Feature July/August 2015
An Eye Toward Improving
In ophthalmic anesthesia administration prior to surgeries for problems such as cataracts or glaucoma, the training of new doctors, as in other surgical specialties, is based on a model in which a student trains on a patient under the expert... Read more
Feature July/August 2015
A Model of Health
Models are crucial in the biomedical sciences since they provide information that is not otherwise accessible and help in discriminating among possible schemes of interpretation of complex phenomena. Italian research teams have been very active in this field with important... Read more
Feature July/August 2015
Research in Biomaterials and Tissue Engineering
Research on biomaterials and related subjects has been active in Italy. Starting from the very first examples of biomaterials and biomedical devices, Italian researchers have always provided valuable scientific contributions. This trend has steadily increased. To provide a rough estimate... Read more
Feature July/August 2015
Multidimensional Processes
Biomedical studies, both in research and in clinical applications, deal with the management of large amounts of data. Different sensors and transducers, advances in technologies, and the availability of innovative medical equipment and instrumentation all contribute to the ability to... Read more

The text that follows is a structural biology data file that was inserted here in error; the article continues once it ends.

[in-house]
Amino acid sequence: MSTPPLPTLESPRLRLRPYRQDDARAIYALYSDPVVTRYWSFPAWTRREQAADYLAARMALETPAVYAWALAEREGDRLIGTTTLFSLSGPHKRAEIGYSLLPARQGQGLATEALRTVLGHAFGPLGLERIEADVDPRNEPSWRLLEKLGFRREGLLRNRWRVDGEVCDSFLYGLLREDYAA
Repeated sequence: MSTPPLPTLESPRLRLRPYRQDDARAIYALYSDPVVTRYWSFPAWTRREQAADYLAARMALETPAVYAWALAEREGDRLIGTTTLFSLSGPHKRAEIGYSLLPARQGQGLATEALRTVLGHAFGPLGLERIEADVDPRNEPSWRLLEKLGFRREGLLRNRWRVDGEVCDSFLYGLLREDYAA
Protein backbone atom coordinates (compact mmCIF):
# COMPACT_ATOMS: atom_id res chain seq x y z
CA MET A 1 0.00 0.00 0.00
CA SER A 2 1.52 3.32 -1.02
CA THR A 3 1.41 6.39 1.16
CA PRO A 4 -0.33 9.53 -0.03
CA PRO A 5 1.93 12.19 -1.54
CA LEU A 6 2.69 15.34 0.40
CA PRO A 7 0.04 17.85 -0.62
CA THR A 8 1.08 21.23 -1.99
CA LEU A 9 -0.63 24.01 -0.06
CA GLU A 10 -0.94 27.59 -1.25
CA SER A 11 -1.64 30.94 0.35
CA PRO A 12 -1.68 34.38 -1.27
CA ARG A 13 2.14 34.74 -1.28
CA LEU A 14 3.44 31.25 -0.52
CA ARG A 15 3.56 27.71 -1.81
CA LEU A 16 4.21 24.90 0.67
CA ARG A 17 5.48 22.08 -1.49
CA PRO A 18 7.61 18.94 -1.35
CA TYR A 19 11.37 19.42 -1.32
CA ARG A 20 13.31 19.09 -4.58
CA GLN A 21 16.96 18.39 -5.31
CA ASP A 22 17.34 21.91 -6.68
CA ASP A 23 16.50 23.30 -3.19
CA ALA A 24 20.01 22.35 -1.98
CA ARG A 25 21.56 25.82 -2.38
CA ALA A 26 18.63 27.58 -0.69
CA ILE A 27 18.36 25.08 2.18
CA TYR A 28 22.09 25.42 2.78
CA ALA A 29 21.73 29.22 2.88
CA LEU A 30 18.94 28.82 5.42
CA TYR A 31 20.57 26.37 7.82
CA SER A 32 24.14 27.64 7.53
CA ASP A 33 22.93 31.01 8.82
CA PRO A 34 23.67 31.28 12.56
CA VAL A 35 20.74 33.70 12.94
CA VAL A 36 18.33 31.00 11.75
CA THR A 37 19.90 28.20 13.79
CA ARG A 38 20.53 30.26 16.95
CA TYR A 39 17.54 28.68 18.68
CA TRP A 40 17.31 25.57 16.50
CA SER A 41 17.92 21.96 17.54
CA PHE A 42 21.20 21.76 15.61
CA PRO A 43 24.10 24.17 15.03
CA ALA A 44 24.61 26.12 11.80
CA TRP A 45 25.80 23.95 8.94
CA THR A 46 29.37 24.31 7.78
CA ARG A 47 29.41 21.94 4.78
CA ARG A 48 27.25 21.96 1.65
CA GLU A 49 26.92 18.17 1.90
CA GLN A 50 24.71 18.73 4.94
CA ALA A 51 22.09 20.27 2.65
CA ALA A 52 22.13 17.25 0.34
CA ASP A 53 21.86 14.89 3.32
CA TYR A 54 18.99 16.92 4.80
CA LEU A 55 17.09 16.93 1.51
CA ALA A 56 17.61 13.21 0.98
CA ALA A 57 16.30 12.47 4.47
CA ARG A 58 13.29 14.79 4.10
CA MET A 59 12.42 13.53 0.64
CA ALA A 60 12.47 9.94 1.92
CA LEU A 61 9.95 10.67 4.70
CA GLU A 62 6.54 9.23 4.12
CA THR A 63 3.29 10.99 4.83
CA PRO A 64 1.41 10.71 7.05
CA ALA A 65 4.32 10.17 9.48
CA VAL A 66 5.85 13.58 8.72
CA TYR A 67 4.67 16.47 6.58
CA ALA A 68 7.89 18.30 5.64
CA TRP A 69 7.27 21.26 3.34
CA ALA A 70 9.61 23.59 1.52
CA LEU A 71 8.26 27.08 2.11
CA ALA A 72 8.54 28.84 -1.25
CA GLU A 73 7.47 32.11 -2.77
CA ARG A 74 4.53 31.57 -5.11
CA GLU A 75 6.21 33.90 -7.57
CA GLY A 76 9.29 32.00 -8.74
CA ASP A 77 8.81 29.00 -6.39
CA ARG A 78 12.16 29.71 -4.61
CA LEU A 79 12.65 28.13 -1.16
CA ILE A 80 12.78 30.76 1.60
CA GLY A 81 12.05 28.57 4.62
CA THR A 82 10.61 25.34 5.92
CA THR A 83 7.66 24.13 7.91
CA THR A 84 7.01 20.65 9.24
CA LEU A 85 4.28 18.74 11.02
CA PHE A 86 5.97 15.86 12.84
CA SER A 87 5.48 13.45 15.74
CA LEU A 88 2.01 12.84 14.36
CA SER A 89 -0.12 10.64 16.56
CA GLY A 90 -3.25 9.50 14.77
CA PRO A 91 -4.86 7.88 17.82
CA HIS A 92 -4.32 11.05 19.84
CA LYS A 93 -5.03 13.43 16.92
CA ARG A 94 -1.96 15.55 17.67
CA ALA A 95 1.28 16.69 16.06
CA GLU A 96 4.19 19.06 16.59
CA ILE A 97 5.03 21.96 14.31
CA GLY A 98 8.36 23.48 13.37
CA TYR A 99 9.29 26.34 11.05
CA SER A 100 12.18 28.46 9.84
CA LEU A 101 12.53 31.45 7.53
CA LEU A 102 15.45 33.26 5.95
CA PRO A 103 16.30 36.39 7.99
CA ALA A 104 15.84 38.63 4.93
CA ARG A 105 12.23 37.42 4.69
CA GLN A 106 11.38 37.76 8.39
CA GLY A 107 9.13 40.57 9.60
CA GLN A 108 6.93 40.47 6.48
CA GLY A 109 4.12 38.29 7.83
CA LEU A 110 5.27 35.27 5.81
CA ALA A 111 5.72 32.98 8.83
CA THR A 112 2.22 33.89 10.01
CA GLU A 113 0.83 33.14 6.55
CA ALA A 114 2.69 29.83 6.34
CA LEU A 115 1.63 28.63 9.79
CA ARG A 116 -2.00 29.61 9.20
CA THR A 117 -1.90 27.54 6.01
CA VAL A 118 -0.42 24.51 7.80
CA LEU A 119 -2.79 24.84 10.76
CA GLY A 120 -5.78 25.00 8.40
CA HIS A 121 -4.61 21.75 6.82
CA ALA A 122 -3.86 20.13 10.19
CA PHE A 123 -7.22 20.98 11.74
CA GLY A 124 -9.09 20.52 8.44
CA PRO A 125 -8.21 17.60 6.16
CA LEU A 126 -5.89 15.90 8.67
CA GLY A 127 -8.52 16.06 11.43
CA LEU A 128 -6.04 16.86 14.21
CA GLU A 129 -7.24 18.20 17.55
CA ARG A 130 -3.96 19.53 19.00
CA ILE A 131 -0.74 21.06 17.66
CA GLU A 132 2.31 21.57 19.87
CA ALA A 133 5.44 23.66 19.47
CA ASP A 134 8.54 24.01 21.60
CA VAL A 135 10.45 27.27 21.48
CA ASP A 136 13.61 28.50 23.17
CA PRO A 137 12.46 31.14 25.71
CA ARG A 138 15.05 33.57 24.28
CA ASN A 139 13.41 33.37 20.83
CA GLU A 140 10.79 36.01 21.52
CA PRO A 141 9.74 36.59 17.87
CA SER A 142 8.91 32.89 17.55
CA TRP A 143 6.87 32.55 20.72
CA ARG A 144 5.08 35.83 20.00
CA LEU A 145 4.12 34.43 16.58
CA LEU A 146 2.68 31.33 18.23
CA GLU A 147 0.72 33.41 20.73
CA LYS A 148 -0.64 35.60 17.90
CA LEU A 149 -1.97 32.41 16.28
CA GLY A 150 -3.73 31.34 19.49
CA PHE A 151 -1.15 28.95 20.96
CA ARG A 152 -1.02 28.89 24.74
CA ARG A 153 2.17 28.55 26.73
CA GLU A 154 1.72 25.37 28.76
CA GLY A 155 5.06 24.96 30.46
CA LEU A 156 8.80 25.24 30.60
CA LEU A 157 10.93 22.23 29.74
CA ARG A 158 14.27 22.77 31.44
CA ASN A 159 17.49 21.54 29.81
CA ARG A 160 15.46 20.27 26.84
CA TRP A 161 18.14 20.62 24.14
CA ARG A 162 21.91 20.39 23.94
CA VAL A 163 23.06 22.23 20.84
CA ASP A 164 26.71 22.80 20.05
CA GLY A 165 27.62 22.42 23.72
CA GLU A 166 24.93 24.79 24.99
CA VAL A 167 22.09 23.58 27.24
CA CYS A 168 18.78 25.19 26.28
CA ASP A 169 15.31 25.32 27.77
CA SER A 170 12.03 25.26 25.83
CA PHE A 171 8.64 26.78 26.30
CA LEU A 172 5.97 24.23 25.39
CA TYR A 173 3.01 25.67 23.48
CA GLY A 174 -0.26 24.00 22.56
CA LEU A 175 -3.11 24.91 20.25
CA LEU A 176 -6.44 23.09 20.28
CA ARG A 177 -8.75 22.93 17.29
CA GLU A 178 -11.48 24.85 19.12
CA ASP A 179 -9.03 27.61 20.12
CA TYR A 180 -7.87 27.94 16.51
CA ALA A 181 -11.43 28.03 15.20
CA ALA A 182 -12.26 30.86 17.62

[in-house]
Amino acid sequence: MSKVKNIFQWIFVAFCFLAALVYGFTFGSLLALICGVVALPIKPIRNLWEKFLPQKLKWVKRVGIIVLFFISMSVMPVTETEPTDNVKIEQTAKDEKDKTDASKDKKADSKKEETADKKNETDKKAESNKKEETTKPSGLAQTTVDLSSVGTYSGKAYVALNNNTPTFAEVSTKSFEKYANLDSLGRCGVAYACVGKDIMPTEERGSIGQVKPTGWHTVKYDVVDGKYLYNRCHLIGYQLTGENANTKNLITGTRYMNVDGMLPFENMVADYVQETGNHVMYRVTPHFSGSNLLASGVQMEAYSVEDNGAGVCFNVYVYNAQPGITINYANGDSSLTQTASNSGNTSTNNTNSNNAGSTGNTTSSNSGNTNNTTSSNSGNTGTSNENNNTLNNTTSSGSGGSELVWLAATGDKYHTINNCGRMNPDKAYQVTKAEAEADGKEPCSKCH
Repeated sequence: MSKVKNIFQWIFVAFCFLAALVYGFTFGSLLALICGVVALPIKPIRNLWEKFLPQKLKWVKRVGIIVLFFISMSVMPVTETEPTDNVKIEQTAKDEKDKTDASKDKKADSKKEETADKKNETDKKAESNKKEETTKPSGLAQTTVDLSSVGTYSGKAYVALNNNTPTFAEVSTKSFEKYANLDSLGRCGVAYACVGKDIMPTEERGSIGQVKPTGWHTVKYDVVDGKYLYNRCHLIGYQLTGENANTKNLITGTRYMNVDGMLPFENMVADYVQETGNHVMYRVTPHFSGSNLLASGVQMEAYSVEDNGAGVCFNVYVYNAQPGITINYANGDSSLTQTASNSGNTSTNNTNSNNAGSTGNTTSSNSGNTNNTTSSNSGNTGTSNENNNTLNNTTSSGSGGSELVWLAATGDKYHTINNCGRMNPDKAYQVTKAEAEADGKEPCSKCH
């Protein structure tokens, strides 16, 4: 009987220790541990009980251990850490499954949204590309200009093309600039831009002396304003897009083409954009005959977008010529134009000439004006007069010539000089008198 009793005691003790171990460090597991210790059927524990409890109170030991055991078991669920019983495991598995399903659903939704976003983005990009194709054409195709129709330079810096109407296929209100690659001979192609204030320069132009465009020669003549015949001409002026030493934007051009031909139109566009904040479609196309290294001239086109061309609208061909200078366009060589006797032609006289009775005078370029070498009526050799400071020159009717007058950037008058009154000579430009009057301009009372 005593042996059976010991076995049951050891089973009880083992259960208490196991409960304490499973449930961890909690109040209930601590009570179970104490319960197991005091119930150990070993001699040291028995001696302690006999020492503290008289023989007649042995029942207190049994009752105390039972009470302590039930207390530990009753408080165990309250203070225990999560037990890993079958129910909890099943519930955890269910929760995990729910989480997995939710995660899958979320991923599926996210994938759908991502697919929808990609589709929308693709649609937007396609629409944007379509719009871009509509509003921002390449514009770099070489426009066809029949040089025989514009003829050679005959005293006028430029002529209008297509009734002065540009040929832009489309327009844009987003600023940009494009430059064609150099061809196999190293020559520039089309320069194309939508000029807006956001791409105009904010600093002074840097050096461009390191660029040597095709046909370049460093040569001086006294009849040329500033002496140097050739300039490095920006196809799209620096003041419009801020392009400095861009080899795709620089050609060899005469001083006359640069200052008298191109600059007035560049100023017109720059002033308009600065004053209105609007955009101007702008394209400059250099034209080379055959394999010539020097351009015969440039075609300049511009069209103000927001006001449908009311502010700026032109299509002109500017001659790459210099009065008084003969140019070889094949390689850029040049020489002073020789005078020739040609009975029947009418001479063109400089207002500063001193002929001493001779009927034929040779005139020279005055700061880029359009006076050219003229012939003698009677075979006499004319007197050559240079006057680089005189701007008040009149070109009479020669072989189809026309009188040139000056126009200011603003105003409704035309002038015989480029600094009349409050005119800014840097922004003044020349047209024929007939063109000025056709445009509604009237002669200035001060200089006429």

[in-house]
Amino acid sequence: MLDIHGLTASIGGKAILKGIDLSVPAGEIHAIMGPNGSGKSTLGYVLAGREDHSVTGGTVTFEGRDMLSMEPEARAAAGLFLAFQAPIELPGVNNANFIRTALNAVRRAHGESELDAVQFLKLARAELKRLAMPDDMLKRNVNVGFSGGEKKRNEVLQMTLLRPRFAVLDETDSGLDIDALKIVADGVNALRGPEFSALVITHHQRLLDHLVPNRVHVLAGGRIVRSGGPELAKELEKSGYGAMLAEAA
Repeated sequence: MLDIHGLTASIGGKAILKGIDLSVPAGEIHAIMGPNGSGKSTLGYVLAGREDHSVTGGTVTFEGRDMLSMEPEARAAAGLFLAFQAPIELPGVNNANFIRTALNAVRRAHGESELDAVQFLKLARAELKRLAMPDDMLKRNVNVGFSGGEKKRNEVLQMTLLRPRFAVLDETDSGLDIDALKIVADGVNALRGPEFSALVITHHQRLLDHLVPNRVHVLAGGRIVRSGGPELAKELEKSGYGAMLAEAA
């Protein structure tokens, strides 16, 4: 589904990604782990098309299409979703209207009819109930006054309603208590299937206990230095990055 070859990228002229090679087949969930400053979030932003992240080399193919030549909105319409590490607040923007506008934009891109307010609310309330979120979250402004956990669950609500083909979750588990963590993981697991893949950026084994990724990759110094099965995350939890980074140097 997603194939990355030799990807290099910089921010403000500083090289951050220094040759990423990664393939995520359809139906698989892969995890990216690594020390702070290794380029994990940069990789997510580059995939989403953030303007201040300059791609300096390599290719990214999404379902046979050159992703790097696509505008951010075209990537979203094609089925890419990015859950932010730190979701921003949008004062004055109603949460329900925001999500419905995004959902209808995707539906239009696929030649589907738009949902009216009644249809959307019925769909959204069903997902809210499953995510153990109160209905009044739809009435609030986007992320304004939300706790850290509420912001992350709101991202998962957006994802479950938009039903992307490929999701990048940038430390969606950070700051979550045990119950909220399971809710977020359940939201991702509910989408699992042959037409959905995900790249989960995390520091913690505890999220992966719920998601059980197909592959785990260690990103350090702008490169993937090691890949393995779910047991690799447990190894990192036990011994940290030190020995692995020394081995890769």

State of the Art July/August 2015
The Raving
[In the early days of my teaching, when I taught a graduate-level instrumentation systems course in the department, I used to find means to challenge my students in unconventional ways and, at the same time, exercise my own creativity when... Read more
Feature July/August 2015
A Model Approach
Mathematical modeling of physiological systems is a fundamental milestone of biomedical engineering. Models allow for the quantitative understanding of the intimate functions of a biological system, estimating parameters that are not accessible to direct measurement and performing in silico trials... Read more
Feature July/August 2015
Moving Along
In Italy, biomechanics research and the analysis of human and animal movement have had a very long history, beginning with the exceptional pioneering work of Leonardo da Vinci. In 1489, da Vinci began investigating human anatomy, including an examination of... Read more
Feature July/August 2015
An Italian Education
From Leonardo da Vinci’s designs for ball bearings to the incredible engineering wizardry behind the Ferrari, the inventive, inquisitive, and ingenious spirit of the engineer has always lived—and thrived—in Italy. From education to research to product development, Italy has always... Read more
Retrospectroscope July/August 2015
Physiological Records Projected on a Screen
Every day, in teaching classrooms and large conference auditoriums and on operating room monitors, scientists and medical professionals make use of in vivo physiological projections that allow the audience to follow whatever event or procedure is going on. Even physicians... Read more